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From "Doug Cutting (JIRA)" <j...@apache.org>
Subject [jira] Commented: (HADOOP-785) Divide the server and client configurations
Date Wed, 06 Dec 2006 20:15:23 GMT
    [ http://issues.apache.org/jira/browse/HADOOP-785?page=comments#action_12456192 ] 
Doug Cutting commented on HADOOP-785:

I think this is the right direction.  We logically have a tree.  Each node corresponds to
a config file that inherits and overrides its parent's files.

The need is that users be able to easily (1) remember the tree, (2) know where to specify
a property within the tree.

I propose that the tree is organized around *where* in the cluster things are used, not *what*
part of the code they configure (that's determined by the parameter name).  This addresses
the primary source of confusion, and thus is what we must clarify.  In particular we should
distinguish between things used only by servers, and things that clients may specify.

I propose the following tree:

default --read-only defaults for things that clients can override
  site -- site-specific defaults
    server-default -- read-only defaults for server-only configuration
      server -- server overrides for this site
    client -- user overrides

The read-only default files serve as documentation of what parameters can be added to files
lower in the tree.  It is a configuration error to specify something that does not have a
default value above it.

Some examples of what might be in the three non read-only files:
site - - site-specific defaults

server -- server-specifics

client -- user can override defaults and site here, but not server
  dfs.replication -- user overrides site
  mapred.map.tasks -- user overrides site

Following from this, we'd have the following instantiable classes:

  reads default, site, server-default, server, in that order.
  used by daemons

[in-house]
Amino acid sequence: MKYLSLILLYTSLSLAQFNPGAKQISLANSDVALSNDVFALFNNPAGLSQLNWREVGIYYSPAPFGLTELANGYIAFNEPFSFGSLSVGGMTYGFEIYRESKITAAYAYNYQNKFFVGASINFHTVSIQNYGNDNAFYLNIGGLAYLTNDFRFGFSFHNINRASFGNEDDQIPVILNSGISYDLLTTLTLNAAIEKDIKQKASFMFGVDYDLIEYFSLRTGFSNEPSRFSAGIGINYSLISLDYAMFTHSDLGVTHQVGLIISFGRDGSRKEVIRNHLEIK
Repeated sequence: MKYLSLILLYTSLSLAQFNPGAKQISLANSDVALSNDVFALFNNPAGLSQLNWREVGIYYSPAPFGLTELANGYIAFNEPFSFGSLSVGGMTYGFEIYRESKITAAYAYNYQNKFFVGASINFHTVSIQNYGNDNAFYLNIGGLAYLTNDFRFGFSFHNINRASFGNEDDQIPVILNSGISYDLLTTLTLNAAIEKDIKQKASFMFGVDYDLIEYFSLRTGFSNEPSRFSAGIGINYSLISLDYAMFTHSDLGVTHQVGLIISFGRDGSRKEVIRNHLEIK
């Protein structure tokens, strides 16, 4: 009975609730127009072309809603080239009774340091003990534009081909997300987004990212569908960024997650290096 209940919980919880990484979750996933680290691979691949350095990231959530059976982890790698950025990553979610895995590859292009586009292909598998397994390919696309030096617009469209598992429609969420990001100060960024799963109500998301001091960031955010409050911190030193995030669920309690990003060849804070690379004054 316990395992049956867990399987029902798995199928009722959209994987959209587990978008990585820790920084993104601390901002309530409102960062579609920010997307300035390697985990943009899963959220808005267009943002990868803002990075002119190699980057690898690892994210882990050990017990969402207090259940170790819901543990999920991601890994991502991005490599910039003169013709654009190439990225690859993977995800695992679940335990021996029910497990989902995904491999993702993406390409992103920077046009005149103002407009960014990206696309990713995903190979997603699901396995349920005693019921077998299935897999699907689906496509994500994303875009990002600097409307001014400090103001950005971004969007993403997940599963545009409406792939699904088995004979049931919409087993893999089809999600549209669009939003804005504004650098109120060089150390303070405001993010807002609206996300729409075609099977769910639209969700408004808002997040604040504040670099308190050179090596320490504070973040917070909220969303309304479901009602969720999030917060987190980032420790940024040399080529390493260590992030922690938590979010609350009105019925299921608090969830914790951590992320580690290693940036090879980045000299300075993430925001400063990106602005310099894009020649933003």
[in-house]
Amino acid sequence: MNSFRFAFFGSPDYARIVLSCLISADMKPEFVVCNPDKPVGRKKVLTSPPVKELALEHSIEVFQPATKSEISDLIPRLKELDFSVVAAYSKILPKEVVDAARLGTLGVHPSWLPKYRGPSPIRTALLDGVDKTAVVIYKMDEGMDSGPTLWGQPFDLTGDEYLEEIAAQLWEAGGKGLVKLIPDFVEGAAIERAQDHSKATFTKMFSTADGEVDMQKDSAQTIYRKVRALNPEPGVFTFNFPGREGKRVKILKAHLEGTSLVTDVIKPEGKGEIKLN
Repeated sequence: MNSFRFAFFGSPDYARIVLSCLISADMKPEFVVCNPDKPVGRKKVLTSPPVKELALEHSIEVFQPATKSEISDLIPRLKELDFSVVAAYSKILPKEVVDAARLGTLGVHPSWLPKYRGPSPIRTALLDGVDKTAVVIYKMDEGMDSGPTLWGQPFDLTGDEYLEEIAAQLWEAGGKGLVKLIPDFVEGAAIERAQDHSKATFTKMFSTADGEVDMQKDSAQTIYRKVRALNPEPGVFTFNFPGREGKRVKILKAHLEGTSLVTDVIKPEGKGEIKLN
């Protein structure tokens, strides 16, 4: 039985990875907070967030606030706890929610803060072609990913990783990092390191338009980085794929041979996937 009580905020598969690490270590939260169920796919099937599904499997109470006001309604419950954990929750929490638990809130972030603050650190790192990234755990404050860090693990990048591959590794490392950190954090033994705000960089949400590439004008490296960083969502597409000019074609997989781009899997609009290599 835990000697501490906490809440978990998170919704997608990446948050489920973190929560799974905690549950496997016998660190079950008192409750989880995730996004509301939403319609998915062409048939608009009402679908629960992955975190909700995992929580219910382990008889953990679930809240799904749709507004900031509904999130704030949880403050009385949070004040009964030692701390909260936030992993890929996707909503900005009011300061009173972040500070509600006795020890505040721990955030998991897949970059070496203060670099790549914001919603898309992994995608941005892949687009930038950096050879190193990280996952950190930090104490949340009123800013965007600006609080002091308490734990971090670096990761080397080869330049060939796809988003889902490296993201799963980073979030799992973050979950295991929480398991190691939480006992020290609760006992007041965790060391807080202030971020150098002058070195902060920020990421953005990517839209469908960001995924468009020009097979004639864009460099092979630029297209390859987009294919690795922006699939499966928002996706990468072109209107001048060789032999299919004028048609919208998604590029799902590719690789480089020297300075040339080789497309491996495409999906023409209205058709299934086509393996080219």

reads default, site, client, in that order.
   used by client applications

Rather than provide subclasses for different parts of the system, we should instead use static
methods.  For example, we might have:

JobConf.setNumMapTasks(ClientConfiguration conf, int count);
HdfsConf.setReplication(ClientConfiguration conf, int replicas);

The point of these is compile-time checking of names and values while keeping the code well
partitioned.  When we add a new HDFS parameter we should not have to change code outside of
HDFS, yet, without multiple-inheritance, we cannot have a single object that permits configuration
of HDFS, MapReduce, etc.



> Divide the server and client configurations
> -------------------------------------------
>                 Key: HADOOP-785
>                 URL: http://issues.apache.org/jira/browse/HADOOP-785
>             Project: Hadoop
>          Issue Type: Improvement
>          Components: conf
>    Affects Versions: 0.9.0
>            Reporter: Owen O'Malley
>         Assigned To: Arun C Murthy
>             Fix For: 0.10.0
> The configuration system is easy to misconfigure and I think we need to strongly divide
the server from client configs. 
> An example of the problem was a configuration where the task tracker has a hadoop-site.xml
that set mapred.reduce.tasks to 1. Therefore, the job tracker had the right number of reduces,
but the map task thought there was a single reduce. This lead to a hard to find diagnose failure.
> Therefore, I propose separating out the configuration types as:
> class Configuration;
> // reads site-default.xml, hadoop-default.xml
> class ServerConf extends Configuration;
> // reads hadoop-server.xml, $super
> class DfsServerConf extends ServerConf;
> // reads dfs-server.xml, $super
> class MapRedServerConf extends ServerConf;
> // reads mapred-server.xml, $super
> class ClientConf extends Configuration;
> // reads hadoop-client.xml, $super
> class JobConf extends ClientConf;
> // reads job.xml, $super
> Note in particular, that nothing corresponds to hadoop-site.xml, which overrides both
client and server configs. Furthermore, the properties from the *-default.xml files should
never be saved into the job.xml.

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